Lecture by Chantal Mouffe
Full conversation with Chantal Mouffe & Didier Eribon
While having sympathy for activist movements like OWS, the Spanish Indignados or the French Nuit Debuit, political theorist Chantal Mouffe has long criticized their rejection of representative democracy as well as their focus on the concept of consensus.
Instead Mouffe emphasizes the necessity of an agonistic pluralism in which adversaries can openly fight for their hegemonic projects. Agonistic assemblies – as the recent feminist strikes in Latin America or the actions by Extinction Rebellion – provide a space for dissensus and allow alliances that reach beyond their own peer group.
By articulating a “chain of equivalence” between several democratic demands – of workers, feminists, eco-activists, civil right movements, LGBTQ+ groups etc – it is possible to create a collective will while still acknowledging the specificity of the respective struggles. A special role plays the mobilisation of affects and passion. For Mouffe it is clear: A collective cannot be created solely on the basis of arguments and a good program.
Chantal Mouffe is Emeritus Professor of Political Theory at the Centre for the Study of Democracy at the University of Westminster in London. She has taught and researched in many universities in Europe, North America and South America and she is a corresponding member of the Collège International de Philosophie in Paris. She is the editor of Gramsci and Marxist Theory (1979), Dimensions of Radical Democracy. Pluralism, Citizenship, Community (1992), Deconstruction and Pragmatism (1996) and The Challenge of Carl Schmitt (1999). She is the author of Hegemony and Socialist Strategy. Towards a Radical Democratic Politics (with Ernesto Laclau, 1985), The Return of the Political (1993), The Democratic Paradox (2000), On the Political (2005), Agonistics. Thinking the World Politically (2013), Podemos. In the Name of the People (with Inigo Errejon, 2016), and For a Left Populism (2019).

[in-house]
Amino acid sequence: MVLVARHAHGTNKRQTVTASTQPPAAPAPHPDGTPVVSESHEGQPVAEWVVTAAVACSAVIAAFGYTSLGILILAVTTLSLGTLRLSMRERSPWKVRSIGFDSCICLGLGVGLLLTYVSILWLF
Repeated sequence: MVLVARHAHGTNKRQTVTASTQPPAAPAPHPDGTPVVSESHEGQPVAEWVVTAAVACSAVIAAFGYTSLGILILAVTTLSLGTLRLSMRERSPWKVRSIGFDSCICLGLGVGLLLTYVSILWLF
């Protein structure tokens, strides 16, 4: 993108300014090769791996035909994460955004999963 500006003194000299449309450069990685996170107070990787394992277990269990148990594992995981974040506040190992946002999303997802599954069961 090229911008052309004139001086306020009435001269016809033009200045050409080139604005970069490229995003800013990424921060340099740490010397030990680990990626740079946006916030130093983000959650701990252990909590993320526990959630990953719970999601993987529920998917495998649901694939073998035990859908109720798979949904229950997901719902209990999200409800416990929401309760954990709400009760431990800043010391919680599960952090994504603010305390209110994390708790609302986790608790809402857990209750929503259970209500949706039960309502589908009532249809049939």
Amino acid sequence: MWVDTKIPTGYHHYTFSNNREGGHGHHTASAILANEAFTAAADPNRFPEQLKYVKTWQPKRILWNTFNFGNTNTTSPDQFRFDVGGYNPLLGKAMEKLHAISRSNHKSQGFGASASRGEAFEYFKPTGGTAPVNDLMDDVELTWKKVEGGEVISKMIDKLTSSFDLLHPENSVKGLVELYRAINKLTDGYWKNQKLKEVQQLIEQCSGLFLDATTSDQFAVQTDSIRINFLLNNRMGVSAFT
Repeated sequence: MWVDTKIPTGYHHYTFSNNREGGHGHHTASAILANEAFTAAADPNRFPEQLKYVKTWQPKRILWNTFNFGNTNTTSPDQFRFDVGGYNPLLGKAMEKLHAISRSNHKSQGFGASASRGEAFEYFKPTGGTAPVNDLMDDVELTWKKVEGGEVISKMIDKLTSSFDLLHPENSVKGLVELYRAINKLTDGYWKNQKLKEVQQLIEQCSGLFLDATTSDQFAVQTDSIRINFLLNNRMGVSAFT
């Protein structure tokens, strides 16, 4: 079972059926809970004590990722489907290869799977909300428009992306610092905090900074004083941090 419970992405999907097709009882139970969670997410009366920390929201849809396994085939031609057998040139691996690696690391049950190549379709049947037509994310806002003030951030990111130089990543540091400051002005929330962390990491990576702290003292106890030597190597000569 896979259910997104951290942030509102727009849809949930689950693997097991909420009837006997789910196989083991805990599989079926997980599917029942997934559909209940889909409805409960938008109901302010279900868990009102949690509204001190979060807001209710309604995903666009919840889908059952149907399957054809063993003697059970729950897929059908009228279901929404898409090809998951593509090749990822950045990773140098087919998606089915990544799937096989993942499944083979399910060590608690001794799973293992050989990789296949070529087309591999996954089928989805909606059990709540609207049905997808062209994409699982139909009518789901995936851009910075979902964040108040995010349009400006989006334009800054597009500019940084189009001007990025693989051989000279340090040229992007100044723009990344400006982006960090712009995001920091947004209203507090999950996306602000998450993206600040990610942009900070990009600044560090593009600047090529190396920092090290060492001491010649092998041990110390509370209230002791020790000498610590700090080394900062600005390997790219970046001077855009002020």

- Florian Malzacher interviews professor for political theory, Chantal Mouffe about the possibilities that are connected with the term “left populism”.
- Chantal Mouffe on democracy & social movements (The Nation)
- “Art can’t change the world on its own”. Chantal Mouffe in conversation with Pelin Tan and Florian Malzacher